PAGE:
Xavier Levine is a climate dynamicist whose research interests primarily lie in the dynamics of tropical circulations and their response to climate changes. His doctoral research has advanced our understanding of the mechanisms controlling the Hadley circulation, an overturning circulation that dominates the climate on Earth in the tropics. Predicting how this circulation may respond to an increase in greenhouse gas concentrations is required for assessing the impact of global warming on human societies and ecosystems in the low latitudes. In his thesis work, Xavier has used a hierarchy of numerical models to demonstrate quantitatively that the storminess in the mid-latitude regions affect strongly the Hadley circulation, even in regions quite far from the center of these storms such as in the equatorial regions.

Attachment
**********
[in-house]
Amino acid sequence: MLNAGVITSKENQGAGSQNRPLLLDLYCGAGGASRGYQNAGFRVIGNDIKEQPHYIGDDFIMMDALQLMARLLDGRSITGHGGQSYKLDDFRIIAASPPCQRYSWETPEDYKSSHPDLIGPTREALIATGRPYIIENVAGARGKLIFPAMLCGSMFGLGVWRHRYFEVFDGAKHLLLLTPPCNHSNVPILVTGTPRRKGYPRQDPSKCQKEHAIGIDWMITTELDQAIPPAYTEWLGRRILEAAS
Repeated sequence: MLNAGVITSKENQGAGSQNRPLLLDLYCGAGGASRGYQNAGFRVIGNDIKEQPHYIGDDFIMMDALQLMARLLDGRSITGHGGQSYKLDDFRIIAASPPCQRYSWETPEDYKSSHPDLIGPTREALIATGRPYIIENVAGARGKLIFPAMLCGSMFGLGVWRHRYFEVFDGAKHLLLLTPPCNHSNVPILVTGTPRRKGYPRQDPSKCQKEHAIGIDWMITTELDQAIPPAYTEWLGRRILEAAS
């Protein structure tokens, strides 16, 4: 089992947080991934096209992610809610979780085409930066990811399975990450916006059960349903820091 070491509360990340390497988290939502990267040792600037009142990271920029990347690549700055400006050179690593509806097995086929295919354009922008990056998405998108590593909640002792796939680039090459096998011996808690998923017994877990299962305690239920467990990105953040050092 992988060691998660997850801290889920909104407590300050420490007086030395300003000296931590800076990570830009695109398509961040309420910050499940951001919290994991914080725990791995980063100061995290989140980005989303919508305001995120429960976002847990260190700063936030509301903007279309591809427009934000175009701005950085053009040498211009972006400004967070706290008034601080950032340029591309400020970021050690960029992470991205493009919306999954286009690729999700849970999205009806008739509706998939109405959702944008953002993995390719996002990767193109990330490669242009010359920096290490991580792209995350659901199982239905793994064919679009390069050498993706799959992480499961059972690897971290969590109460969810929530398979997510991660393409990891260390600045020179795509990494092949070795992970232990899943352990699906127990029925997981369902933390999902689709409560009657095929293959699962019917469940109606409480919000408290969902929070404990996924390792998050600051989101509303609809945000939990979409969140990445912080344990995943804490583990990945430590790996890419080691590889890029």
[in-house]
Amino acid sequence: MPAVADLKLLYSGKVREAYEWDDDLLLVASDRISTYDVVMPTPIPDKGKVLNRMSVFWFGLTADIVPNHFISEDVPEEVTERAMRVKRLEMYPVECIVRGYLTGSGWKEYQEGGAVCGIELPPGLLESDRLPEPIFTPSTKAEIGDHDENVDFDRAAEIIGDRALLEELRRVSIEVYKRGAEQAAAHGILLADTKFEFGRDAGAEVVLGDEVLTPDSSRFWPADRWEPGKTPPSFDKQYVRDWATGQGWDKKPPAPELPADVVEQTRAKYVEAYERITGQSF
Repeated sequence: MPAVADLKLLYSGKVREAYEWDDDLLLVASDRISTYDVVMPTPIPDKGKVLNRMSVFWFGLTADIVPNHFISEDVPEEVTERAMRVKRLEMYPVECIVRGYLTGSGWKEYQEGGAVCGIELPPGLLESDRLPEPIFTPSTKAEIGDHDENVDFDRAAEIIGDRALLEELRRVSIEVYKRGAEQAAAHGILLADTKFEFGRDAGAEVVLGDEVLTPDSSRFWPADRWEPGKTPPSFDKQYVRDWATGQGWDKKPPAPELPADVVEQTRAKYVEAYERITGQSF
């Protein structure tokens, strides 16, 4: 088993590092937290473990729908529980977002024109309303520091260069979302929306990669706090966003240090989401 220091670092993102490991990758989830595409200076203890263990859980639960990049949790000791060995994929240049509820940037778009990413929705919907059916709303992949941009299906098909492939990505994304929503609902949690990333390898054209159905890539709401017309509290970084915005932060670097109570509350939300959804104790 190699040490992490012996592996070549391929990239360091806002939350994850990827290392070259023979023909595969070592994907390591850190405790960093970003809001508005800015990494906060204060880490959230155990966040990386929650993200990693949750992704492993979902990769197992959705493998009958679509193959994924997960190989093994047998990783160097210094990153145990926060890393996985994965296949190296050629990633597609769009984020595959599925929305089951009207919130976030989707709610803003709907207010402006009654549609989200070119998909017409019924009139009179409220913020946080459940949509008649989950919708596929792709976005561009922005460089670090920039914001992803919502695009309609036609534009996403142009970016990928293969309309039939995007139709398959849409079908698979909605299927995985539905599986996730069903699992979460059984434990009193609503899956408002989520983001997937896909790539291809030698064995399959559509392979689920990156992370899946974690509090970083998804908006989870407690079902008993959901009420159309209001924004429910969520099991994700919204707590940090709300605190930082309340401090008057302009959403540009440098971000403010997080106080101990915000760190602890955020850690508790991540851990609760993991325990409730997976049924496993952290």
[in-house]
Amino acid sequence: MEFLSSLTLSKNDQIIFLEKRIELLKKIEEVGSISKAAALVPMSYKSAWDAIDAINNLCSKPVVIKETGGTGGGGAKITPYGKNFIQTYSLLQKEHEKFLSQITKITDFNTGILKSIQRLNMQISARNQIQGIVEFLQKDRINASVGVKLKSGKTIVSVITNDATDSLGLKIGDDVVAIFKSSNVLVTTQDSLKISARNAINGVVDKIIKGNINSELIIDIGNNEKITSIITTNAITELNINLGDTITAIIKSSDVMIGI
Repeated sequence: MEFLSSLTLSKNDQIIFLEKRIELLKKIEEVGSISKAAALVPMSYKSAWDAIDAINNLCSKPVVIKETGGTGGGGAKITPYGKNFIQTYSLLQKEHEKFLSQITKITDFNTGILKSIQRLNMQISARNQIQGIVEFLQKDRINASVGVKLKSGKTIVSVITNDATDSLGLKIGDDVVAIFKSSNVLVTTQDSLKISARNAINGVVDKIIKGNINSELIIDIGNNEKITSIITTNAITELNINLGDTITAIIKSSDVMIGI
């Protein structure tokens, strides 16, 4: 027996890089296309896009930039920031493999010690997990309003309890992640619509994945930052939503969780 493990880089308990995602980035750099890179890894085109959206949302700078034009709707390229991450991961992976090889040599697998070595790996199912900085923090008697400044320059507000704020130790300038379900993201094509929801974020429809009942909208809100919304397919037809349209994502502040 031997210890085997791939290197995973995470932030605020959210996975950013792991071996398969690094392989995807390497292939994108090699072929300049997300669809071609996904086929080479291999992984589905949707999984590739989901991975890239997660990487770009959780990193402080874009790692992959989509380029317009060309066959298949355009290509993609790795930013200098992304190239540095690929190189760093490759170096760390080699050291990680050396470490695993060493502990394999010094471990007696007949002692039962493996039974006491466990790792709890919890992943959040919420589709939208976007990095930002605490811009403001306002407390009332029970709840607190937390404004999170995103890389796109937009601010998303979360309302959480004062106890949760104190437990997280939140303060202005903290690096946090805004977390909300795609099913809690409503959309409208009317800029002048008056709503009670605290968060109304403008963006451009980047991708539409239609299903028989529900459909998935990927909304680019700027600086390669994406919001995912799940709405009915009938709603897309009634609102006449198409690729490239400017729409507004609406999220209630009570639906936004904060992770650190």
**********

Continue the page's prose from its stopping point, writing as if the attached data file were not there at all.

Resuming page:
As a postdoctoral associate, Xavier investigates how monsoonal features can remotely affect aridity over deserts in the subtropical regions, and how this may change with global climate changes. Xavier graduated in 2006 from the University of Chicago, with a B.A. in Physics, and received in 2012 a PhD in Environmental Science and Engineering from the California Institute of Technology, supervised by Prof. Tapio Schneider. Xavier started in January 2013 at the Yale Climate & Energy Institute, working in collaboration with Prof. William R. Boos.